Ngāti Awa gain recognition to protect 800-year-old urupā

By Te Kāea
  • Waikato/Bay of Plenty

Ngāti Awa has taken a crucial step in its quest to gain further recognition of its historic interests in Matatā, where its lands were confiscated in the 19th century raupatu.

Te Rūnanga ō Ngāti Awa has won a Māori Land Court application to help protect the cemetery, Otaramuturangi, alongside Ngāti Rangitihi and Tūwharetoa.

Ngāti Awa has gained recognition to help protect this 800-year-old cemetery.

Pouroto Ngaropo says, “Now all of those affiliated to this cemetery can be reconnected. Hopefully our people of Ngāti Awa can now get involved in this land. Secondly, we can set up caretakers to maintain the cemetery. Thirdly, to take care of ancestors who are all lying here.”

In conceding that Ngāti Rangitihi had an interest in the cemetery, Ngāti Awa submitted that if the court were to amend the 1963 order to include Ngāti Awa as a beneficiary, Ngāti Rangitihi would not suffer any loss of mana or standing as kaitiaki.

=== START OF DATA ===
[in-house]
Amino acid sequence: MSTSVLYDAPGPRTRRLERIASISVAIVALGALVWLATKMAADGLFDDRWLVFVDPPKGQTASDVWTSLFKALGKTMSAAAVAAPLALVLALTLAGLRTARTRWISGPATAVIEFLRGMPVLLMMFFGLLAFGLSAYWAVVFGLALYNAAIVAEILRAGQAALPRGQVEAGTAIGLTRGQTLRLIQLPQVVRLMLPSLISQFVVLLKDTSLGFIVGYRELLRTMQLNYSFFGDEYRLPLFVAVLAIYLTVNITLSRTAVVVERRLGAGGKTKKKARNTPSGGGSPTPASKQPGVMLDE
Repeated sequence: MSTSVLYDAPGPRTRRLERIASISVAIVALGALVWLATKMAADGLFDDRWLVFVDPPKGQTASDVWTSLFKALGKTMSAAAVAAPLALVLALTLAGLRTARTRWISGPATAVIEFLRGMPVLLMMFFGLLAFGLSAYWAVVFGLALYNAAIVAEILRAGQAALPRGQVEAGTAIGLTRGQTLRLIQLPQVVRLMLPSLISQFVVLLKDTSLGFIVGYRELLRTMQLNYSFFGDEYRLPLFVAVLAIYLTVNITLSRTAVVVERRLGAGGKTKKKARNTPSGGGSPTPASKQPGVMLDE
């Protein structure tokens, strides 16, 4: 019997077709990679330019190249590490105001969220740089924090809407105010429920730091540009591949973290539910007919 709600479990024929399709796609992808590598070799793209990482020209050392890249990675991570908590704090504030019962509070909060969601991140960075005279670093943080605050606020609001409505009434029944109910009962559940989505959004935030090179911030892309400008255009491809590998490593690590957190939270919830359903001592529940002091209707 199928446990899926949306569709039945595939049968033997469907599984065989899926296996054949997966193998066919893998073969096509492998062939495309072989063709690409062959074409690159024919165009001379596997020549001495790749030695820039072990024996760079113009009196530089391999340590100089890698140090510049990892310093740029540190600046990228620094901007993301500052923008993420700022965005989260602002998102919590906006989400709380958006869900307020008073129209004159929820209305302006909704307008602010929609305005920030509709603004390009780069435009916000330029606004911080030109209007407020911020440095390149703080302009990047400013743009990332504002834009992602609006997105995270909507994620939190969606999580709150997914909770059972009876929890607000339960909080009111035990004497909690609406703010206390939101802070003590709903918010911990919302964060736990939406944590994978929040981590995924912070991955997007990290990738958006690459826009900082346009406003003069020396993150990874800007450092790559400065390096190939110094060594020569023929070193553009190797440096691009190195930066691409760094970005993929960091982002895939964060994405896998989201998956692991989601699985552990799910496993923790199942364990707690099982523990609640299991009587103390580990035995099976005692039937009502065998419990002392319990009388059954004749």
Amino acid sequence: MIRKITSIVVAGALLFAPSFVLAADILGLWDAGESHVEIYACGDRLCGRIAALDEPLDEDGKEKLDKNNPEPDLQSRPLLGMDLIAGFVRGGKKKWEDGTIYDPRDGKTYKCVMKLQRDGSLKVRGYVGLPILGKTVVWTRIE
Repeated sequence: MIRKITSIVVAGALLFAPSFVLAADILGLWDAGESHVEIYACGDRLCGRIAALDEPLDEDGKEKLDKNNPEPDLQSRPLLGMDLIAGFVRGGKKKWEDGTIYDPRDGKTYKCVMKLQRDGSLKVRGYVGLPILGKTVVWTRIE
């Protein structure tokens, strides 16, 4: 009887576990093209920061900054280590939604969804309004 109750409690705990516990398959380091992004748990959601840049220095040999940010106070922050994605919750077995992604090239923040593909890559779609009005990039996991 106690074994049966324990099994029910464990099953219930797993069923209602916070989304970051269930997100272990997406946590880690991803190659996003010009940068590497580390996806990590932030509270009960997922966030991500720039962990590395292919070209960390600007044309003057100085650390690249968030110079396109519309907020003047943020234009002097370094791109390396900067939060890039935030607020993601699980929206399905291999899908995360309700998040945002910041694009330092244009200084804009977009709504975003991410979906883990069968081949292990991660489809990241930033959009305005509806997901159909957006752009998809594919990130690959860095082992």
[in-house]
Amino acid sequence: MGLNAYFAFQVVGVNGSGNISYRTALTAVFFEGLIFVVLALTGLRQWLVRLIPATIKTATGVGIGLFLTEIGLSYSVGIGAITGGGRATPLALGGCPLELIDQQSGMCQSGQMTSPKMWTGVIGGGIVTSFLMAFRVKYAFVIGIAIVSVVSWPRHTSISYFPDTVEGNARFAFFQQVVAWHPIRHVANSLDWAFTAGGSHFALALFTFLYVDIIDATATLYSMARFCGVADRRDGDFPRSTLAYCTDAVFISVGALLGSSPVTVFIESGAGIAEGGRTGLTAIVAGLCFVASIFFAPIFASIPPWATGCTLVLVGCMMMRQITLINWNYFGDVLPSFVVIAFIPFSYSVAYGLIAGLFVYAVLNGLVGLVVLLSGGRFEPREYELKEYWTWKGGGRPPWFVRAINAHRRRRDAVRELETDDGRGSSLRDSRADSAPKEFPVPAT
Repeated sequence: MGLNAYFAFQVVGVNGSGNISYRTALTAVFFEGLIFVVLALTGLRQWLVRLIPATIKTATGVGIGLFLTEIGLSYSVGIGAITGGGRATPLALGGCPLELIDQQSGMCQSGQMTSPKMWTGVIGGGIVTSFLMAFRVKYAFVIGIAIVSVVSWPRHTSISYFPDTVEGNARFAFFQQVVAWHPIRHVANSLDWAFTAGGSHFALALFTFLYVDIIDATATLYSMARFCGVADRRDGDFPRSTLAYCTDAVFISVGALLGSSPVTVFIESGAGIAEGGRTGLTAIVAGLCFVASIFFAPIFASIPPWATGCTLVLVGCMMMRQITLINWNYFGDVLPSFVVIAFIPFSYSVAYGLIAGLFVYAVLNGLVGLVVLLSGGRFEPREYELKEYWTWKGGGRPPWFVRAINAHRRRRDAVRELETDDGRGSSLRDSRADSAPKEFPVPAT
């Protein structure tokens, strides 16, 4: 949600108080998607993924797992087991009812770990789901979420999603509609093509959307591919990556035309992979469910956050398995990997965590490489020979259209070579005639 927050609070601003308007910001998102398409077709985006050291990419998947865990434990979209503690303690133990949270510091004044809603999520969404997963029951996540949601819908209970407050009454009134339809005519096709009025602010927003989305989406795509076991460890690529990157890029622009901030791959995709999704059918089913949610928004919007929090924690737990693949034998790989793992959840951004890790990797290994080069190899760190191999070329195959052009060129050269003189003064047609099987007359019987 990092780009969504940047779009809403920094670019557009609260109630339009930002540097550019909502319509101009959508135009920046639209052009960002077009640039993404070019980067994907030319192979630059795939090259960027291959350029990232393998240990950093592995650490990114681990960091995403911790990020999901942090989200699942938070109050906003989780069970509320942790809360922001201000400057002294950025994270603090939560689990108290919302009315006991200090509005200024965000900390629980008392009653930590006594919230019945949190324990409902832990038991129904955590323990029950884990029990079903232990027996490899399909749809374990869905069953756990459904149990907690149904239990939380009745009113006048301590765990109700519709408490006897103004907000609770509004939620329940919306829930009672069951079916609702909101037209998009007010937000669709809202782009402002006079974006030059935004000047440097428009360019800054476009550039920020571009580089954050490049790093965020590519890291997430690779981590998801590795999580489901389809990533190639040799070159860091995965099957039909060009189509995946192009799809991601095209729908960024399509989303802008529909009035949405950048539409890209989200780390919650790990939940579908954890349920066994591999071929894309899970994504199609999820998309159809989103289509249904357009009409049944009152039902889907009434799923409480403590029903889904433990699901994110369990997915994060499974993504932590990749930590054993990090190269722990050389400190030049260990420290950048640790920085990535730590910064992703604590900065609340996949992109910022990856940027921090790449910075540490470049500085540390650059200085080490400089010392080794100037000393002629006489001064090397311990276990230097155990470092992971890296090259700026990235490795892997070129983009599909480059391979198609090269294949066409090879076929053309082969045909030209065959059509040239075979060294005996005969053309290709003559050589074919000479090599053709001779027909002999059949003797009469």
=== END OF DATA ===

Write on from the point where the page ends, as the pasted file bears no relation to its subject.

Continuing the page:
“Hopefully the descendants of Ngāti Awa can come back to this cemetery because this is a very old cemetery. Here lies Te Tahi o te Rangi, Hiki Kino and others including Te Rangi Hauhiri who descend from Taiwhakaea, so they know that this cemetery belongs to them and will never be forgotten,” says Ngaropo.

In seeking legal recognition of Ngāti Awa's interest in the cemetery, the Rūnanga also acknowledged Ngāti Rangitihi's interest.

According to Ngaropo, “It was the fault of the Land Court. The court didn’t consult with us of Ngāti Awa and the court’s decision at that time was wrong. That’s the crux of our stance which is currently being presented to the court to be corrected.”

Share this: